Legislation requiring drug companies to disclose payments that they make to physicians might not change physicians' prescribing practices, according to a new study published in the Archives of Internal Medicine, Reuters reports (Seaman, Reuters, 6/4).
Goals of the Research
Researchers wanted to gauge how certain transparency provisions in the federal health reform law might affect physician behavior (Stuart, CMIO, 5/30).
The federal health reform law's Physician Payments Sunshine Act requires drugmakers and medical device manufacturers to disclose all consulting fees, travel reimbursements, research grants and other gifts with values over $10 that they give to physicians and teaching hospitals. CMS said it would post the payment information on an easily searchable public website (iHealthBeat, 5/7).
For the study, researchers from the University of Colorado School of Pharmacy and Pharmaceutical Sciences and Harvard University looked at Maine and West Virginia, both of which have enacted sunshine legislation requiring drugmakers to disclose payments to physicians.
Researchers then compared those two states with states that were demographically similar but did not have such laws in place (CMIO, 5/30).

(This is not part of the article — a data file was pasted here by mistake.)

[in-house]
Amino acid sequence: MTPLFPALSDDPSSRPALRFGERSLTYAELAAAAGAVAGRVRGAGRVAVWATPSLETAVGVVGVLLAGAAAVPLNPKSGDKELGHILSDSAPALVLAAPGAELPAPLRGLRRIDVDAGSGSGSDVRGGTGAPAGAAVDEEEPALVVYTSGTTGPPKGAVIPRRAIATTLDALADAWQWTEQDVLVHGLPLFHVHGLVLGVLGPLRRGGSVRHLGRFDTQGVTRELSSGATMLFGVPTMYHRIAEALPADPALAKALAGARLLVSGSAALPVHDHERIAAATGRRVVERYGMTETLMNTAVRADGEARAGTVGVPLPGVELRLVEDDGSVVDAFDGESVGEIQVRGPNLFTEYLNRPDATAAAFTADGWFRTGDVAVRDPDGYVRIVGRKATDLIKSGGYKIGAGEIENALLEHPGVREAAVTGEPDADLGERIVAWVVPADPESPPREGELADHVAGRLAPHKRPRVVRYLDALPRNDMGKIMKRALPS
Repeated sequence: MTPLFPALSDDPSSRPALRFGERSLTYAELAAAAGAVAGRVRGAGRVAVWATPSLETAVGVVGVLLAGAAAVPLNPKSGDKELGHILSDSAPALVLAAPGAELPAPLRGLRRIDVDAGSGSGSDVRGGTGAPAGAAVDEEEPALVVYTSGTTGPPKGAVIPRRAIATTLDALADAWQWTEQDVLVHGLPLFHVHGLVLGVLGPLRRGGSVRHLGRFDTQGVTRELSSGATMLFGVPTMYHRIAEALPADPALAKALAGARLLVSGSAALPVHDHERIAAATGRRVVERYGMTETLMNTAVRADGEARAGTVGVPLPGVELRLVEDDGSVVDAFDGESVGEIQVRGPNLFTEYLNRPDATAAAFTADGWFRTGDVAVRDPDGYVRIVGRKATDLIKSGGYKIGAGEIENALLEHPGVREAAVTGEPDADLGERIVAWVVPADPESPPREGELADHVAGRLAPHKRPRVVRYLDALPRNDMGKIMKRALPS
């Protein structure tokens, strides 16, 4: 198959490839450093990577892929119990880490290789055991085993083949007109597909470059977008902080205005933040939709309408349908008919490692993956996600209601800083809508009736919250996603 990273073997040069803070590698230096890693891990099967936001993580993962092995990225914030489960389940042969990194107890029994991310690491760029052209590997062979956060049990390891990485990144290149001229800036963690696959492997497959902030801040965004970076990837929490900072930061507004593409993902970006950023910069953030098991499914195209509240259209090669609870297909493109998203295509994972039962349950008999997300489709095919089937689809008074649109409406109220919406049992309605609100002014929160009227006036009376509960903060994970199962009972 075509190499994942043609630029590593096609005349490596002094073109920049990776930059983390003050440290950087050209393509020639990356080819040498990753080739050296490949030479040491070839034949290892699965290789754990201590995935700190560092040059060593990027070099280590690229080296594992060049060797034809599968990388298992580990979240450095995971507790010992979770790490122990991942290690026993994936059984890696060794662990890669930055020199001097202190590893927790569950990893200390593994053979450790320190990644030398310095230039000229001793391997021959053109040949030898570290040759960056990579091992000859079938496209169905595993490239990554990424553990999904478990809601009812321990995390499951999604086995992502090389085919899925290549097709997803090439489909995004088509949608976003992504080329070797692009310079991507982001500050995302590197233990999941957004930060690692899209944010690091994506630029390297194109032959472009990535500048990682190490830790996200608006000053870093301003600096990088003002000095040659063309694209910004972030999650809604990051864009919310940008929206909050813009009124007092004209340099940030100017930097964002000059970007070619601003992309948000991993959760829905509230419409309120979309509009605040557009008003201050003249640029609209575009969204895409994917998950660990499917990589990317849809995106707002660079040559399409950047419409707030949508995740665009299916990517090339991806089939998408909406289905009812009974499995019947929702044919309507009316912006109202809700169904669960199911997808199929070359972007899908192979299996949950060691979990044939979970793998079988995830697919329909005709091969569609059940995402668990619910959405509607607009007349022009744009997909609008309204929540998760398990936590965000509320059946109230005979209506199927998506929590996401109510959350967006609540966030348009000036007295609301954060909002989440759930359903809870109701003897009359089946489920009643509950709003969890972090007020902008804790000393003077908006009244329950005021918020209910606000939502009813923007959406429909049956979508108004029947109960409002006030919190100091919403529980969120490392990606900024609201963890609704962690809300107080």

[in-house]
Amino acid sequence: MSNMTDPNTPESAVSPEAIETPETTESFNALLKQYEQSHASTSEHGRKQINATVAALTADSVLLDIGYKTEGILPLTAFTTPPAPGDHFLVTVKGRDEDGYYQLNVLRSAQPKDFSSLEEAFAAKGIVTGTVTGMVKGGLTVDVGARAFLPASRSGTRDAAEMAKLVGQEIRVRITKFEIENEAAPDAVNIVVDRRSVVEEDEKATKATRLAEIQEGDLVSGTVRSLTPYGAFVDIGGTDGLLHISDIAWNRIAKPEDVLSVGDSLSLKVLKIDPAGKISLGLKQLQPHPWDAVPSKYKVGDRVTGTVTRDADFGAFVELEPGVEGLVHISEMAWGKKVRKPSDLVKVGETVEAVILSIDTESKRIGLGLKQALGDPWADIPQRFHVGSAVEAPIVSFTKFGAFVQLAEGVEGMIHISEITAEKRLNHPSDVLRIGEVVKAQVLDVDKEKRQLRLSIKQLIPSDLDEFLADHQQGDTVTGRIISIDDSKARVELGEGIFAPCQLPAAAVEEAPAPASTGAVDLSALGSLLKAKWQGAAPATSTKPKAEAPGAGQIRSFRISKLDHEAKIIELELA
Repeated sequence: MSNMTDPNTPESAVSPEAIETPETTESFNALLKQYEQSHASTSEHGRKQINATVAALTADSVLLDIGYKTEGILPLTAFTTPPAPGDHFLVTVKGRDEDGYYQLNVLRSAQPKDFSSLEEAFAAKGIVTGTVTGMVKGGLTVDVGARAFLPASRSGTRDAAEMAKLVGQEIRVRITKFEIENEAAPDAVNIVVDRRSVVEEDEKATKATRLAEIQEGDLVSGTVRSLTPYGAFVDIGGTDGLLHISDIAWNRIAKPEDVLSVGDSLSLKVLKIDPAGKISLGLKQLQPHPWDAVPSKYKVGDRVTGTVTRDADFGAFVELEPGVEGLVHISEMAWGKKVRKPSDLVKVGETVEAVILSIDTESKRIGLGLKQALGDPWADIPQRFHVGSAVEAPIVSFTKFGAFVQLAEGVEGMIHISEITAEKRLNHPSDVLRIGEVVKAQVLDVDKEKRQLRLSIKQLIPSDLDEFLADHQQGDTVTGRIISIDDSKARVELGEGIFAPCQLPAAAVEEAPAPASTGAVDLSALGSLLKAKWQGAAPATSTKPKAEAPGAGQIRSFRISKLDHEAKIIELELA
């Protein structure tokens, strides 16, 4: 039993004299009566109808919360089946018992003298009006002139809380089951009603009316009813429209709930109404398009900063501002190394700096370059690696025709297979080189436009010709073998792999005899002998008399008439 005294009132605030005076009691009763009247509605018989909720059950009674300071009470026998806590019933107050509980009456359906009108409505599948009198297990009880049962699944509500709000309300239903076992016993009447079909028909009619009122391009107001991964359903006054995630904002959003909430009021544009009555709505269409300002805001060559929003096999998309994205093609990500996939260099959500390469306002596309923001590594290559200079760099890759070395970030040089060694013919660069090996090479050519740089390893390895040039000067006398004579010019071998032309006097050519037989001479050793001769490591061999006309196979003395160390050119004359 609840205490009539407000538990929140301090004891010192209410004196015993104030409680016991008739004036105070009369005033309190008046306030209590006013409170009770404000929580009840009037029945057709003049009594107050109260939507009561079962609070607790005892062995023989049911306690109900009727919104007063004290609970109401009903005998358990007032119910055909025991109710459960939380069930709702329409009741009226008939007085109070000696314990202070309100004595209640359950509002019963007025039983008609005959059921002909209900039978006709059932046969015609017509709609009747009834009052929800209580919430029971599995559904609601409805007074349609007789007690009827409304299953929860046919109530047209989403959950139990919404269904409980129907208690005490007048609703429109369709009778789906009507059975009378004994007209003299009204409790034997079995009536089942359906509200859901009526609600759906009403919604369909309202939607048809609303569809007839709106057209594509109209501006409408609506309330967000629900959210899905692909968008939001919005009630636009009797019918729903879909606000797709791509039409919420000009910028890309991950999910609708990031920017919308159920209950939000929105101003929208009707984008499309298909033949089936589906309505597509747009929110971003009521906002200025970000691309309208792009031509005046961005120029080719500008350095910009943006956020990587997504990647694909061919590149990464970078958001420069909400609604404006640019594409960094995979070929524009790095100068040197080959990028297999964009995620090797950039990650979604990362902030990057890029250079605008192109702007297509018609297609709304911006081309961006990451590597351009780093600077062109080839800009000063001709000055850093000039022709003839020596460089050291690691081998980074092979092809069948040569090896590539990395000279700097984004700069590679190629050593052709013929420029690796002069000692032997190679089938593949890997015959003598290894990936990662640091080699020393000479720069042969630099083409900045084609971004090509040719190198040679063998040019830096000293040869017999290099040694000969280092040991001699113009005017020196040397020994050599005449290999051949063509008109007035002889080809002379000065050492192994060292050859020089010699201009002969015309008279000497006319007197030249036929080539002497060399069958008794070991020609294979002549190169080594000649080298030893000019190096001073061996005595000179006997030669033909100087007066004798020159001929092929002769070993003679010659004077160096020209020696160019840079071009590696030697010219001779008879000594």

Researchers tracked the prescribing of statin drugs and certain antidepressants called selective serotonin reuptake inhibitors, or SSRIs (Reuters, 6/4). Both types of drugs are marketed heavily and can be substituted with similar therapies, according to CMIO (CMIO, 5/30).
According to the researchers, the study found that "there were negligible to small effects of the disclosure laws in Maine and West Virginia for both statins and SSRIs."
For example, when generic versions of the medications became available, the study found that prescriptions for brand-name statin drugs decreased by:
- 50.6% in Maine, which had a sunshine law in place; and
- 45.3% in Rhode Island, which did not have a sunshine law in place.
Researchers acknowledged that their study had several limitations.
They said that their results could have been affected by the fact that:
- The comparison states might have differed from the states with sunshine laws in unaccounted-for ways; and
- Analyzing prescriptions of brand-name drugs might not be the most effective way to gauge the effects of sunshine laws (Reuters, 5/4).